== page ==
LEESBURG, GA (WALB) - Fifteen women who were thrown in a stockade in Leesburg as girls during the Civil Rights movement are being honored.
It's a truly inspirational story. They were thrown in the stockade for nearly two months. Today, they say it's all worth it.
"Inhumane" is a word the women used to describe the Lee County stockade they were thrown into in 1963. "To be honest, we thought it would end in death," said Carol Barner-Seay.
No running water, no beds, and very little food. "To put children inside something as horrendous as this was just inhumane," said Barner-Seay.
Barner-Seay and Lulu Griffin are two of the 15 who were jailed as young teenagers, fighting for change in a segregated world.
"We wanted better education; we wanted better housing. We wanted jobs just like the white man," said Lulu Griffin.
So they marched and helped spearhead the civil rights movement in Southwest Georgia. "I had made my mind up that I was going to try to make a difference so that the young people coming after me would have freedom," said Griffin.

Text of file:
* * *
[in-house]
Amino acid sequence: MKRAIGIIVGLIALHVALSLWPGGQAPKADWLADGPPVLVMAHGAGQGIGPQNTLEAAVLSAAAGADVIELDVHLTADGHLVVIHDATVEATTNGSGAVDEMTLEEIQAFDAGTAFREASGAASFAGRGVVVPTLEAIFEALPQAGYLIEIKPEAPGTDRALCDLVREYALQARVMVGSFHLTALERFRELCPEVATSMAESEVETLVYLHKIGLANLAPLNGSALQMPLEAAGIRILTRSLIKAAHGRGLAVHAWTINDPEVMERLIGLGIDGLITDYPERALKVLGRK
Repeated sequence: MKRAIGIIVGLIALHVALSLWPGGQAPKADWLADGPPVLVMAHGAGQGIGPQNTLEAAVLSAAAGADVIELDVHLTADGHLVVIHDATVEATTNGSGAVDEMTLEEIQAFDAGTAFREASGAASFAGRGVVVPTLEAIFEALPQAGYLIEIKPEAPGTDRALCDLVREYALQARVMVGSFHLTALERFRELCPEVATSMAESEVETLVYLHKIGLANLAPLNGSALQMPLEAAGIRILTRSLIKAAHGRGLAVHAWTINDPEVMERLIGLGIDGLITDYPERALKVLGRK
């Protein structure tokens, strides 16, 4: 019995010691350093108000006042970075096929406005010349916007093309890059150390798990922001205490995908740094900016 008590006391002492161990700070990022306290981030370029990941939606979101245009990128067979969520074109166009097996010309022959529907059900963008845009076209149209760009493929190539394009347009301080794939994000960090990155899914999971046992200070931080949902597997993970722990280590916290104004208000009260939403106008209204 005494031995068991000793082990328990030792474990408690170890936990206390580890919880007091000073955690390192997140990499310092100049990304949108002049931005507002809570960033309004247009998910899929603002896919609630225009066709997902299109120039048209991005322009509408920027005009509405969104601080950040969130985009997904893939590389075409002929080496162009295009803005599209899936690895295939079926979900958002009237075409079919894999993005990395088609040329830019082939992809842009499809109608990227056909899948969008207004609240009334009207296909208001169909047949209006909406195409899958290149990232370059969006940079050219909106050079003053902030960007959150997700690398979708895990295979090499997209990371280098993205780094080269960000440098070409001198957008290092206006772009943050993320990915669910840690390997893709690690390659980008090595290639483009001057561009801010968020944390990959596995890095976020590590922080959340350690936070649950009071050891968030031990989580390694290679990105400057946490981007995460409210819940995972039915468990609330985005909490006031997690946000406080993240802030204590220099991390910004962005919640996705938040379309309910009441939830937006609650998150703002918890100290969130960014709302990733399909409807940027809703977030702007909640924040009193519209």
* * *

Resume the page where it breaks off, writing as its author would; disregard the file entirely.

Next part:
Freedom that may now be taken for granted. "They think what they're doing has always been. But they don't realize somebody had to pay the price. Somebody went to jail; somebody died," said Barner-Seay.
And that's why they want their story told. This Saturday, more than 50 years after being jailed for months, the Americus Sumter Boys and Girls Club and Georgia Southwestern are teaming up to honor these brave women.
"For me, it just shows the way that we have paved the way to make a change and it's a beautiful thing," said Griffin.
"When you look back over the 52 years, it was worth everything that we went through. It was worth it," said Barner-Seay.
Attendance to that event is free, and it will start at 1:00 in GSW's arena.